More than half of people in the U.S. do not trust what President Trump has said about a vaccine for the coronavirus (52%), while 26% trust what he has said and 20% say they are not aware.
Even among members of the president’s own party, just 58% trust what he has said about a vaccine, with 14% saying they don’t trust him and 27% saying they are not aware. Among Democrats and Democratic leaners, 88% do not trust Trump’s statements about a vaccine, 3% trust him, and 9% say they are not aware. Among independents, 55% do not trust what Trump has said, 10% trust him, and 34% are not aware.
Overall, 43% of people approve of the president’s handling of the federal response to the coronavirus, unchanged from previous weeks. State governors continue to have higher marks for their handling of the coronavirus: nationally, 58% of people say they approve of the job their governor is doing to address the pandemic.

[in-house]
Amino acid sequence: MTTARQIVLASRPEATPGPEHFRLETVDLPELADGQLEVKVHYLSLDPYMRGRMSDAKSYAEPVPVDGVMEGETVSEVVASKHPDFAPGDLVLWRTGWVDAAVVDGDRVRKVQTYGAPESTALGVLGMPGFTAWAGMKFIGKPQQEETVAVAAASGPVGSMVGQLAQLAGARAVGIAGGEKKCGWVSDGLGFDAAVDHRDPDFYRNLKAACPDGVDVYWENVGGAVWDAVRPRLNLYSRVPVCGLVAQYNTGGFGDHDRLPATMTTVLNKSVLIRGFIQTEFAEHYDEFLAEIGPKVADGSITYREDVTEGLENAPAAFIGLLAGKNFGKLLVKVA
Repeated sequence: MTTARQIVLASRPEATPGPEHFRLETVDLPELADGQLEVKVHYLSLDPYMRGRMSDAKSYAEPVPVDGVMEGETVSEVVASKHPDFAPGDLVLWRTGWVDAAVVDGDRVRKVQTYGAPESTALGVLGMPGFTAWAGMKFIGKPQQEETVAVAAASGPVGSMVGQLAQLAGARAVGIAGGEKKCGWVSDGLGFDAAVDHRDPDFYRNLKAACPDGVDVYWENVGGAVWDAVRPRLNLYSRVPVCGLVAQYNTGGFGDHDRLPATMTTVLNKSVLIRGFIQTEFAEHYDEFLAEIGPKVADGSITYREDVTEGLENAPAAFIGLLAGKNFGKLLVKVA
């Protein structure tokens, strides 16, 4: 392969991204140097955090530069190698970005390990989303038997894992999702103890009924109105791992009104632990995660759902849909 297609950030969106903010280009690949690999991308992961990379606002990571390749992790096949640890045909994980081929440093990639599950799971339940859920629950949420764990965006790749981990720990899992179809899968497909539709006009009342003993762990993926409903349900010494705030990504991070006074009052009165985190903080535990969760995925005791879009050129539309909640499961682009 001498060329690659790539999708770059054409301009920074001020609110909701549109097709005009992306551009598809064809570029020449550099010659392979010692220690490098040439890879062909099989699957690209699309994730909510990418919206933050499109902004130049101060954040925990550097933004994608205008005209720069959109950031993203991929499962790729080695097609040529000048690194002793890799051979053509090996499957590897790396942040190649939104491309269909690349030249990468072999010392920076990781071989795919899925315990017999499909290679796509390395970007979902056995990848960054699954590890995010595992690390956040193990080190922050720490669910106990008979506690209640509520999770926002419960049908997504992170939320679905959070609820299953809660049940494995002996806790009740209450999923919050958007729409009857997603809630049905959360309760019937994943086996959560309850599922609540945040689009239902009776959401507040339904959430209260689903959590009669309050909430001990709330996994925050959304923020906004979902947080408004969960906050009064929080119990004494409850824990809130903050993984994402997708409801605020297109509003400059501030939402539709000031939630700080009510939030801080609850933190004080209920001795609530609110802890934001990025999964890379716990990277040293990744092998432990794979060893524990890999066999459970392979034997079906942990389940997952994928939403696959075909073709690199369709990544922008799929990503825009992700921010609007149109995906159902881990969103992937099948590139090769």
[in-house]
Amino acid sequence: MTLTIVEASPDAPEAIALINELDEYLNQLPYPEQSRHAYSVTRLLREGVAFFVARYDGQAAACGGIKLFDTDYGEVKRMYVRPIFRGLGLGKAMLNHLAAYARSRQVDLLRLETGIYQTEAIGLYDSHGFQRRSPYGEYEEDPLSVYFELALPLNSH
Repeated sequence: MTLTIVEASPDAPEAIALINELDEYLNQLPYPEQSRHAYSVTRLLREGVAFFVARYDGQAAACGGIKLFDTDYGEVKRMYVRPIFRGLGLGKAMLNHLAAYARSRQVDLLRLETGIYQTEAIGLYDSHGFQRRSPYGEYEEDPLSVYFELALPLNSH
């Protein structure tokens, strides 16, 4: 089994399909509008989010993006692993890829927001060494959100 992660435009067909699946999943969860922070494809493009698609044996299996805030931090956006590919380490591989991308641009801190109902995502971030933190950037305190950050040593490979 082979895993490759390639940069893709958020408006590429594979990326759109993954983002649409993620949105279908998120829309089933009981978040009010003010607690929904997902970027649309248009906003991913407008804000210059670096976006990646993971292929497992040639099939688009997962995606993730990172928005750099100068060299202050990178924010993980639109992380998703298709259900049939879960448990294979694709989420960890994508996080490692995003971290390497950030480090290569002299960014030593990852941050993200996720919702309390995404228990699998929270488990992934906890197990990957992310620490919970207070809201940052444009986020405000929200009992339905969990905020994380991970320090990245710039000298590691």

The president’s recent emphasis on law and order is resonating with Republicans. Nationwide, 47% of people say they are very or somewhat worried they or someone in their family will be exposed to crime and violence in their community, while 52% say they are not too worried or not at all worried. Significantly more Republicans than Democrats (58% vs. 36%) say they are worried they will be exposed to crime and violence where they live. Independents are split evenly (50% worried, 49% not worried).